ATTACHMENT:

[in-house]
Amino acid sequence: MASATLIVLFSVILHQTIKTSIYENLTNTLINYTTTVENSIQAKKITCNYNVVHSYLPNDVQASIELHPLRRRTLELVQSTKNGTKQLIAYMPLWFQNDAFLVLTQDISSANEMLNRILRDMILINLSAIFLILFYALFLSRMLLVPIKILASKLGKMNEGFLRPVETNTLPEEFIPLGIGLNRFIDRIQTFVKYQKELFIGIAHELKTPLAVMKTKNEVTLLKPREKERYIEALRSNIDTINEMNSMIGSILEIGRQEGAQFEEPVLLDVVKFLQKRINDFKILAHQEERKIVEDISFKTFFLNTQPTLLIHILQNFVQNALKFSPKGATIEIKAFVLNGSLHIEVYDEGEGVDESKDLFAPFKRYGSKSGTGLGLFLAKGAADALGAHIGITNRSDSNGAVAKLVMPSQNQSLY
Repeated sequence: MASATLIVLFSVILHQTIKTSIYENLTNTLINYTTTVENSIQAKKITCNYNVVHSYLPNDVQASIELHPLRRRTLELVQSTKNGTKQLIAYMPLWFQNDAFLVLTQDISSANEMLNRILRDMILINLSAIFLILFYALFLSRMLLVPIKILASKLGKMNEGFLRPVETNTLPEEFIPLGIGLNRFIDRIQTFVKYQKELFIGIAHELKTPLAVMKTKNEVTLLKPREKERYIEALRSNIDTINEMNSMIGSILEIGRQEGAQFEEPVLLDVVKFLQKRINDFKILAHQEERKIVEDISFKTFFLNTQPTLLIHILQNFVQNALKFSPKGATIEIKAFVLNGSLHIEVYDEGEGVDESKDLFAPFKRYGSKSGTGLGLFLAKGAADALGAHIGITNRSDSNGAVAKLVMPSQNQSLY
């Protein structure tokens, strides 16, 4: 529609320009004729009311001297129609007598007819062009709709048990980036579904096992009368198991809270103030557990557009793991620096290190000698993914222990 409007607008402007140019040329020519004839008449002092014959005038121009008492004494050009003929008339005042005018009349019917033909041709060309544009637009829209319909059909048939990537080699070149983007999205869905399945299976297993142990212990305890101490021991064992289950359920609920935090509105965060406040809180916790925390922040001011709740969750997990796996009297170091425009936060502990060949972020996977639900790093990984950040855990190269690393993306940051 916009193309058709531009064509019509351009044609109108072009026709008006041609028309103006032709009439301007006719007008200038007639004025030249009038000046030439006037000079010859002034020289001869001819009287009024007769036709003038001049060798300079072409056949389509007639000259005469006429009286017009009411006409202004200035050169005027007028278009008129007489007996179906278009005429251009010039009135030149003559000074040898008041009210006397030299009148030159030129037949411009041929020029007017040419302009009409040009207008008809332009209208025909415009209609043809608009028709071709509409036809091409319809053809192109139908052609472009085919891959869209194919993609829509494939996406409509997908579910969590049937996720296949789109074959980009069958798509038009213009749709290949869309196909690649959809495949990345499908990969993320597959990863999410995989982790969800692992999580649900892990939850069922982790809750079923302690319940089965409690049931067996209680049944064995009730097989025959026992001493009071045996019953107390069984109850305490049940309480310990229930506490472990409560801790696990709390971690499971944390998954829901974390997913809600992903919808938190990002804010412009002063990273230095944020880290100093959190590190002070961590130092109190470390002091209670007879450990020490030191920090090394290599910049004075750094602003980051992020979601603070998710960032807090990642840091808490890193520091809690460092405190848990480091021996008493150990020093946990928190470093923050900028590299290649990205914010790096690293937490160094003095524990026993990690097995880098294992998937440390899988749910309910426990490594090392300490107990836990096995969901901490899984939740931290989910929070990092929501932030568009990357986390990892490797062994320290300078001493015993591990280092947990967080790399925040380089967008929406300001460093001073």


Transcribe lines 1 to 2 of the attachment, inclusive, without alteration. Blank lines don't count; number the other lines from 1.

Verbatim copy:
[in-house]
Amino acid sequence: MASATLIVLFSVILHQTIKTSIYENLTNTLINYTTTVENSIQAKKITCNYNVVHSYLPNDVQASIELHPLRRRTLELVQSTKNGTKQLIAYMPLWFQNDAFLVLTQDISSANEMLNRILRDMILINLSAIFLILFYALFLSRMLLVPIKILASKLGKMNEGFLRPVETNTLPEEFIPLGIGLNRFIDRIQTFVKYQKELFIGIAHELKTPLAVMKTKNEVTLLKPREKERYIEALRSNIDTINEMNSMIGSILEIGRQEGAQFEEPVLLDVVKFLQKRINDFKILAHQEERKIVEDISFKTFFLNTQPTLLIHILQNFVQNALKFSPKGATIEIKAFVLNGSLHIEVYDEGEGVDESKDLFAPFKRYGSKSGTGLGLFLAKGAADALGAHIGITNRSDSNGAVAKLVMPSQNQSLY